Paraphrasing Miller, if we don’t become *mindful” of our pain and what happened, then we are condemned to repeat the pattern and make our kids suffer. This is not an easy path, it is fraught with pain and sorrow, but that is the only way to become conscious of which we are. It is “lonely work” and we have to deal with some pretty scary demons. Alternatively, we may look for parent figures in an authoritarian church, political party, domineering husband, Alcoholics Anonymous, or corporate career, so we can exchange personal power for protection just like when we were babies. That protection may be valuable, for a while, until we are stronger: a holding pattern to build courage. But in my experience, at some point, we can no longer stay away from seeking our true selves.

 Quoting Anais Nin:

“And the day came when the risk (it took),to remain tight in the bud was more painful, than the risk it took to blossom”.

All text is © Anita Roy 2004. All rights remain with the author.

Surrender…Surrender Not!

“Try Not! Do, or Do Not! There is no try.”
Yoda

On Feb 9th, it will be 3 years since I “surrendered” to my alcoholism and entered a 28 day treatment center. WOW! Today….it is painfully obvious to me what I would do if I were in that cycling struggle of trying to stop my drinking. I would go to treatment as soon as possible. And, if I didn’t have the money, I would borrow it. Isn’t hindsight amazing! I tried and I tried to get sober for 7 years. But it doesn’t work that way. There is only Do! Unfortunately, we generally have to experience much pain, over and over, before we actually do something about it. Hopefully we don’t die in the process, or worse, kill someone on this destructive journey.

I was commenting to my wife the other day about how I watch the daily struggle on the Sober Dare page. Where it is not so painfully obvious of what to do when one cannot stop drinking, despite continued adverse consequences. If I offer up my advice and tell them what to do, in the kindest way possible, it just seems to fall on deaf ears! Hell, I owned those ears for 7 years! Continue reading “Surrender…Surrender Not!”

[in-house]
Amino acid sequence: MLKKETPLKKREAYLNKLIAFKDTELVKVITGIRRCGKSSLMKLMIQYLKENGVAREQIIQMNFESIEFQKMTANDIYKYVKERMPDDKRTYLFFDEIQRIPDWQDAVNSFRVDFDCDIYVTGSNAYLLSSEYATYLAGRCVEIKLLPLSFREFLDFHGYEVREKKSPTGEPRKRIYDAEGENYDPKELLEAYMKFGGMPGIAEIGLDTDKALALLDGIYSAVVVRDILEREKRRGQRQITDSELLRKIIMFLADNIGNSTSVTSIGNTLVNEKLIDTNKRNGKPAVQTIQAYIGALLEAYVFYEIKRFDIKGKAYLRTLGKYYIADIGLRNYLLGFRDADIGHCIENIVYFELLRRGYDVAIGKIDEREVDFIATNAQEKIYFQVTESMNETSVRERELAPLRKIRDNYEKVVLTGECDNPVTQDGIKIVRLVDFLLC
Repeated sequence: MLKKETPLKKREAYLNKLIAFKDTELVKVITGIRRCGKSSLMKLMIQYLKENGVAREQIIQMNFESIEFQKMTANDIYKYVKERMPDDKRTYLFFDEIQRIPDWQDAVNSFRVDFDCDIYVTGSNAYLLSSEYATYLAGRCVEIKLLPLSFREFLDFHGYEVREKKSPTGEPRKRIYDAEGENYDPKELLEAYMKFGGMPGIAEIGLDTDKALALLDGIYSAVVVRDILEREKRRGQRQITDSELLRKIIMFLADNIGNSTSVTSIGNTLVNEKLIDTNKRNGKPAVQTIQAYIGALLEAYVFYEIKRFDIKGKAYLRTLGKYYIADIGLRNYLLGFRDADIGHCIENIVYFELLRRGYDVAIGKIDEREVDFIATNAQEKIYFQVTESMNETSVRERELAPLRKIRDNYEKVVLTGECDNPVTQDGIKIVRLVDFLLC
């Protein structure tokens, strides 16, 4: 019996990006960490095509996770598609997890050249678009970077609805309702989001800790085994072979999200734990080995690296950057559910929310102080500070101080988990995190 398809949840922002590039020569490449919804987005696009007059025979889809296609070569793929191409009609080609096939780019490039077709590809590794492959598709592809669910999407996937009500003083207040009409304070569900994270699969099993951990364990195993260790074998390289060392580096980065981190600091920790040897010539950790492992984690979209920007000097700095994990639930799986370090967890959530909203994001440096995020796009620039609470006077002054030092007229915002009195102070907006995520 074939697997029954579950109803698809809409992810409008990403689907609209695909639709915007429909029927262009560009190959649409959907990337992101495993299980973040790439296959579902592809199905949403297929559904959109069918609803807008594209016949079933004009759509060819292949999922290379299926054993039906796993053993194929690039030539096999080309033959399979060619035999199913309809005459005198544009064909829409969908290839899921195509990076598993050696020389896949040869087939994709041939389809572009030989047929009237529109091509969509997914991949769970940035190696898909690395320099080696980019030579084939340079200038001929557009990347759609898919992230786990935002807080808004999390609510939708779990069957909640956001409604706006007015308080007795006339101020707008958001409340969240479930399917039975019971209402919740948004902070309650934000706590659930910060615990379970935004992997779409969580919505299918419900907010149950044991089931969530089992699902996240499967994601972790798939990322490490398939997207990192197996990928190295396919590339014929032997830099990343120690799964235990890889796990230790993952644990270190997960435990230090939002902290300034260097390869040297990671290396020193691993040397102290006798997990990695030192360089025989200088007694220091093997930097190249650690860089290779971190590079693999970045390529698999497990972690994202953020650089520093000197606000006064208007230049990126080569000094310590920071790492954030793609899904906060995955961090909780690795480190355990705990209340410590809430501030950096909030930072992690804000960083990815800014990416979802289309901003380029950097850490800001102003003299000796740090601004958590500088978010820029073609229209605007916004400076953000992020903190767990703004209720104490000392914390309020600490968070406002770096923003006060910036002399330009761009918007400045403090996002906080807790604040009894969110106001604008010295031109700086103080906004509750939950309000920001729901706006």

And So It Begins…..

I have always considered myself to be a pretty good planner. From a very early age onward I seemed to have my life pretty well planned out. Go to school, get good grades, play sports, have fun, graduate, go to college, get a degree, pursue a career, fall in love, get married and have children. Living the American dream had a real appeal to me!

I never considered the fact that things might happen in my life that I had not planned. At about the age of 35, career on an upward path, married with two small children and another on the way, I began to have an affinity for alcohol that seemed to gradually escalate beyond normal social drinking. Hey, who could blame me though for having a good stiff drink or two or three or four! There were now a lot of demands in my life and alcohol just seemed like a pretty good way to offload some of the burden that I had started to feel.

As my family grew, my marriage carried forward and my bank account increased as my career began a meteoric rise, my alcohol consumption kept pace with all of the things that I had so carefully planned for. For the next few years life was pretty darn good!

They say that a DUI is the first legal indication that you might have a serious drinking problem. In fact, you might even be an alcoholic! I learned that in one of the AA meetings that I had been sentenced to attend by the Courts. When my children were the ages of six, four and two, I went out partying one night after work. After leaving the night spot, that I had been at, I drove my vehicle down a winding road on my path homeward. Traveling at about 50 mph, I passed out as I was navigating an s-curve and proceeded up an embankment until my Jeep Cherokee began a barrel roll back onto the road that I had been traveling on. Amazingly, my Jeep came to a stop on all four wheels and did not take out any other vehicles in the process. The police arrived, assessed me for any injuries and then assessed me under the suspicion of driving while intoxicated. When I failed the field sobriety test, I was handcuffed, put in the squad car and driven off to the county jail.

In all my 38 years I had never been arrested. Being arrested was never anything that I had planned for in my life. Neither was the precipitous decline into alcoholism that I had yet to become aware of